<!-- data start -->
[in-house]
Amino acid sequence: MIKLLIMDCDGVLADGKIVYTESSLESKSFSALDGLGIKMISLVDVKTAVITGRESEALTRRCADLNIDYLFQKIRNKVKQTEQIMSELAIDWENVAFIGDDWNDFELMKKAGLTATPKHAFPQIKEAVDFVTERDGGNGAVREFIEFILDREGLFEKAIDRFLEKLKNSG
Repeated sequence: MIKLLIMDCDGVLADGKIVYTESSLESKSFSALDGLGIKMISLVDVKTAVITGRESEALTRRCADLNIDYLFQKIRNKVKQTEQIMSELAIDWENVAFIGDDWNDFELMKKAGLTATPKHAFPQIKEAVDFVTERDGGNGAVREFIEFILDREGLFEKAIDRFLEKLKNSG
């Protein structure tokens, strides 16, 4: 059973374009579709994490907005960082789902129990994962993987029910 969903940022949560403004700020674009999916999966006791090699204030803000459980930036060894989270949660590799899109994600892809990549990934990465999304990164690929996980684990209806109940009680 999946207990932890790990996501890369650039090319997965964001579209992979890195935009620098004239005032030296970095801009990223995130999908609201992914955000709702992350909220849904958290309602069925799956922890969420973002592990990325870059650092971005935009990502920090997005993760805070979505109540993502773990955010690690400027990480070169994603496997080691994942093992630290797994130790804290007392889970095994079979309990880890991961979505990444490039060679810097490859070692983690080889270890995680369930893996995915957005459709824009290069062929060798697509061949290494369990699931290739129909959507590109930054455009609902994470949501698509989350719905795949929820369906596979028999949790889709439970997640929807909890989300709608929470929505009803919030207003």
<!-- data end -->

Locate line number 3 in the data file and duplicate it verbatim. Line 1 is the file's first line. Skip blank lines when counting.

Repeated sequence: MIKLLIMDCDGVLADGKIVYTESSLESKSFSALDGLGIKMISLVDVKTAVITGRESEALTRRCADLNIDYLFQKIRNKVKQTEQIMSELAIDWENVAFIGDDWNDFELMKKAGLTATPKHAFPQIKEAVDFVTERDGGNGAVREFIEFILDREGLFEKAIDRFLEKLKNSG